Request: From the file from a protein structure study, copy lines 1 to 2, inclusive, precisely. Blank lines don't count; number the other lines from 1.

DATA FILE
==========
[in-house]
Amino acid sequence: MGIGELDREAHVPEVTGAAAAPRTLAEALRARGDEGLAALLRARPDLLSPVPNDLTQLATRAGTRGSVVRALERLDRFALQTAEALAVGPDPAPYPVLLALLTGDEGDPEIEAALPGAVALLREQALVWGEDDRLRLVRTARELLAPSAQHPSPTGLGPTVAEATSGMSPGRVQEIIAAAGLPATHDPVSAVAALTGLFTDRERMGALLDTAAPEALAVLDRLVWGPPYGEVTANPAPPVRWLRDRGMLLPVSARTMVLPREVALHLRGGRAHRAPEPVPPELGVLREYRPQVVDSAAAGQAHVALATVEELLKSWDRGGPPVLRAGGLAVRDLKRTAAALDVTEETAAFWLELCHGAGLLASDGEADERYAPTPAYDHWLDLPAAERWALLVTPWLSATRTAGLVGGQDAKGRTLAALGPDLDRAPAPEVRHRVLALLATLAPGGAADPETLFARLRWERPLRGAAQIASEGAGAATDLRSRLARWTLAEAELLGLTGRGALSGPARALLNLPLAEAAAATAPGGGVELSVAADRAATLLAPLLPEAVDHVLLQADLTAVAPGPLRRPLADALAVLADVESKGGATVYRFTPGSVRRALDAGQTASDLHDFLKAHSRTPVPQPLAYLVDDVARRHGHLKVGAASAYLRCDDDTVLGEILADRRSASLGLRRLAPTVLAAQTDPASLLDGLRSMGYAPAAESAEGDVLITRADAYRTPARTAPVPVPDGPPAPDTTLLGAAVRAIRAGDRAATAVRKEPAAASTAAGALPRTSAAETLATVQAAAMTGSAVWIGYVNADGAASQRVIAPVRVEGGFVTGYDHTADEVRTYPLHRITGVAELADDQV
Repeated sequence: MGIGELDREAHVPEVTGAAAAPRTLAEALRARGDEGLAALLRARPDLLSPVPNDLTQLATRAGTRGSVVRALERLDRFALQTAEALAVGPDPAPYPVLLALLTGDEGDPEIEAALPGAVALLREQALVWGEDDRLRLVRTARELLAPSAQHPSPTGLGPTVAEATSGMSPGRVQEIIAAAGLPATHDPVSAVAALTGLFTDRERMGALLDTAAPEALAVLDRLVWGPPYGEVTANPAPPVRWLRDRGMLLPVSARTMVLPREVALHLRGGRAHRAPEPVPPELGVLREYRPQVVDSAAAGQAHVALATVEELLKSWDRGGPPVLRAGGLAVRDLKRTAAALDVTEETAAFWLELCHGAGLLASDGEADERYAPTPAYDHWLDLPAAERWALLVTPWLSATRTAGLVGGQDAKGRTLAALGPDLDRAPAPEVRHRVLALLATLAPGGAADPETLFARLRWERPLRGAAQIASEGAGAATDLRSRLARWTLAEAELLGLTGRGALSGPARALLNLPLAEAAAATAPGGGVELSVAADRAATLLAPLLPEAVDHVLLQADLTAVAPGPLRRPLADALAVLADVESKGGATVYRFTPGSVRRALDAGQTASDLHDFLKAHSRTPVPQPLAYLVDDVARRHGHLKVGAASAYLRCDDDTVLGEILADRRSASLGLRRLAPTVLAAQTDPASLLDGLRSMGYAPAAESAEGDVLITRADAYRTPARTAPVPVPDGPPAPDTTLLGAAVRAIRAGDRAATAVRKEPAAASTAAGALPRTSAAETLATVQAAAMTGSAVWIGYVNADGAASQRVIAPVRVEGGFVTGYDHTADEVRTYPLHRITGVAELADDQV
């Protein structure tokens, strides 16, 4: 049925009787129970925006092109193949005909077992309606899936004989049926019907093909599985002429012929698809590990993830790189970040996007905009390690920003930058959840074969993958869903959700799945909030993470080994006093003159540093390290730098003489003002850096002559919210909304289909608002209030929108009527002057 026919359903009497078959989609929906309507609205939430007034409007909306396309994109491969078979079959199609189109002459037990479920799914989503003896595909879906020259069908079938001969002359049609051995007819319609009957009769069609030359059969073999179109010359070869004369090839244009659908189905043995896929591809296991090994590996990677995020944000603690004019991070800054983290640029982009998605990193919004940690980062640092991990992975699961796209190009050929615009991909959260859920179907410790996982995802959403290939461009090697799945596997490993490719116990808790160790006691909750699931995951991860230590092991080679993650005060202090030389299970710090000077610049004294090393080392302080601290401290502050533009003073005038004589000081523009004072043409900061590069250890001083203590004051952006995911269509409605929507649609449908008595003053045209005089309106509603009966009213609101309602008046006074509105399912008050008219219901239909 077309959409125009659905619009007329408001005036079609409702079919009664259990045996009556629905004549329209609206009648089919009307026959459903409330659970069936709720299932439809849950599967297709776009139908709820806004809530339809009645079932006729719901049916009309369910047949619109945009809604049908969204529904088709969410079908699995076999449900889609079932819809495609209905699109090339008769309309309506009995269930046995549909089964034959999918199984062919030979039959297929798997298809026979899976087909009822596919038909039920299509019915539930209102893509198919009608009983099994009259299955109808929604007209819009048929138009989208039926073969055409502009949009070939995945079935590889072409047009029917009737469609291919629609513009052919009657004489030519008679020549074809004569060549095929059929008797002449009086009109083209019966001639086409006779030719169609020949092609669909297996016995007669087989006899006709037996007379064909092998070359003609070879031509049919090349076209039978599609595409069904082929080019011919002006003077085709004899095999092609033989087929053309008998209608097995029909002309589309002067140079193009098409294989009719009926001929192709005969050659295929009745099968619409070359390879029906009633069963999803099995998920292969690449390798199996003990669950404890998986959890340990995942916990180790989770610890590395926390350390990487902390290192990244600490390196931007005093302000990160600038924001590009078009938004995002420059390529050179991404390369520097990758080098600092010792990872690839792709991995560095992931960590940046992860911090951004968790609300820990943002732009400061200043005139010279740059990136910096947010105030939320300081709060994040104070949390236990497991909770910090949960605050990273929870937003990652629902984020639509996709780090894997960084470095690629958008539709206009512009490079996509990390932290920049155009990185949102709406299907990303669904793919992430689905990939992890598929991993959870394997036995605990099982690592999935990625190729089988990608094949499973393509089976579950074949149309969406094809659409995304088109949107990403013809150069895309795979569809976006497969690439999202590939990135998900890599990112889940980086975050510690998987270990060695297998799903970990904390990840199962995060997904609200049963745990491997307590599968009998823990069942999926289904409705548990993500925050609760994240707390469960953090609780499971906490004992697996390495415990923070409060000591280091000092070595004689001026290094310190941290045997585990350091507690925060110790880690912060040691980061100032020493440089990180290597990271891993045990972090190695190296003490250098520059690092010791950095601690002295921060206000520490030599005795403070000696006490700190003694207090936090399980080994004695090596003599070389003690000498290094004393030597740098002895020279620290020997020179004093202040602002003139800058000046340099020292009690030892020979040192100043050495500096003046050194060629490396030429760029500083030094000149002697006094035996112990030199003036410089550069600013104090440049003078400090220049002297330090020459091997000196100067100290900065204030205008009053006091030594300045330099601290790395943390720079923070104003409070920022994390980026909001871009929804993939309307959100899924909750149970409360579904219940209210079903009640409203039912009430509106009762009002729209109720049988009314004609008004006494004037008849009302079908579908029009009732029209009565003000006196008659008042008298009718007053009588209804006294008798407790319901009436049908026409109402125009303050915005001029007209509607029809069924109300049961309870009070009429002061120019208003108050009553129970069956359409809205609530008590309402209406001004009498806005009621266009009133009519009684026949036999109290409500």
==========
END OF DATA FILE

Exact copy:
[in-house]
Amino acid sequence: MGIGELDREAHVPEVTGAAAAPRTLAEALRARGDEGLAALLRARPDLLSPVPNDLTQLATRAGTRGSVVRALERLDRFALQTAEALAVGPDPAPYPVLLALLTGDEGDPEIEAALPGAVALLREQALVWGEDDRLRLVRTARELLAPSAQHPSPTGLGPTVAEATSGMSPGRVQEIIAAAGLPATHDPVSAVAALTGLFTDRERMGALLDTAAPEALAVLDRLVWGPPYGEVTANPAPPVRWLRDRGMLLPVSARTMVLPREVALHLRGGRAHRAPEPVPPELGVLREYRPQVVDSAAAGQAHVALATVEELLKSWDRGGPPVLRAGGLAVRDLKRTAAALDVTEETAAFWLELCHGAGLLASDGEADERYAPTPAYDHWLDLPAAERWALLVTPWLSATRTAGLVGGQDAKGRTLAALGPDLDRAPAPEVRHRVLALLATLAPGGAADPETLFARLRWERPLRGAAQIASEGAGAATDLRSRLARWTLAEAELLGLTGRGALSGPARALLNLPLAEAAAATAPGGGVELSVAADRAATLLAPLLPEAVDHVLLQADLTAVAPGPLRRPLADALAVLADVESKGGATVYRFTPGSVRRALDAGQTASDLHDFLKAHSRTPVPQPLAYLVDDVARRHGHLKVGAASAYLRCDDDTVLGEILADRRSASLGLRRLAPTVLAAQTDPASLLDGLRSMGYAPAAESAEGDVLITRADAYRTPARTAPVPVPDGPPAPDTTLLGAAVRAIRAGDRAATAVRKEPAAASTAAGALPRTSAAETLATVQAAAMTGSAVWIGYVNADGAASQRVIAPVRVEGGFVTGYDHTADEVRTYPLHRITGVAELADDQV